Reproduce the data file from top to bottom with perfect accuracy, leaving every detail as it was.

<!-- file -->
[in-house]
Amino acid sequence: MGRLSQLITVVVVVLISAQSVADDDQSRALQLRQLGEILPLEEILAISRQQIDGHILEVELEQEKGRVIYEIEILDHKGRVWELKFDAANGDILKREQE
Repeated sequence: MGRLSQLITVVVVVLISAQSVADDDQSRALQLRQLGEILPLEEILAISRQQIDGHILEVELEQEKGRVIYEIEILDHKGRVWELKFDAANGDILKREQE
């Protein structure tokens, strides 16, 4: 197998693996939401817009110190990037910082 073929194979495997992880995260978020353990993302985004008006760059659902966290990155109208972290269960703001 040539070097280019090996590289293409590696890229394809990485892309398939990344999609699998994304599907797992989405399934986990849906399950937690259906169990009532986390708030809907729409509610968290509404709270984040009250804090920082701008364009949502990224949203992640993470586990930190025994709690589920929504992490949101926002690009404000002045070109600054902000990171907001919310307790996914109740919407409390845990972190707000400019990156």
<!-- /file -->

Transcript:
[in-house]
Amino acid sequence: MGRLSQLITVVVVVLISAQSVADDDQSRALQLRQLGEILPLEEILAISRQQIDGHILEVELEQEKGRVIYEIEILDHKGRVWELKFDAANGDILKREQE
Repeated sequence: MGRLSQLITVVVVVLISAQSVADDDQSRALQLRQLGEILPLEEILAISRQQIDGHILEVELEQEKGRVIYEIEILDHKGRVWELKFDAANGDILKREQE
């Protein structure tokens, strides 16, 4: 197998693996939401817009110190990037910082 073929194979495997992880995260978020353990993302985004008006760059659902966290990155109208972290269960703001 040539070097280019090996590289293409590696890229394809990485892309398939990344999609699998994304599907797992989405399934986990849906399950937690259906169990009532986390708030809907729409509610968290509404709270984040009250804090920082701008364009949502990224949203992640993470586990930190025994709690589920929504992490949101926002690009404000002045070109600054902000990171907001919310307790996914109740919407409390845990972190707000400019990156």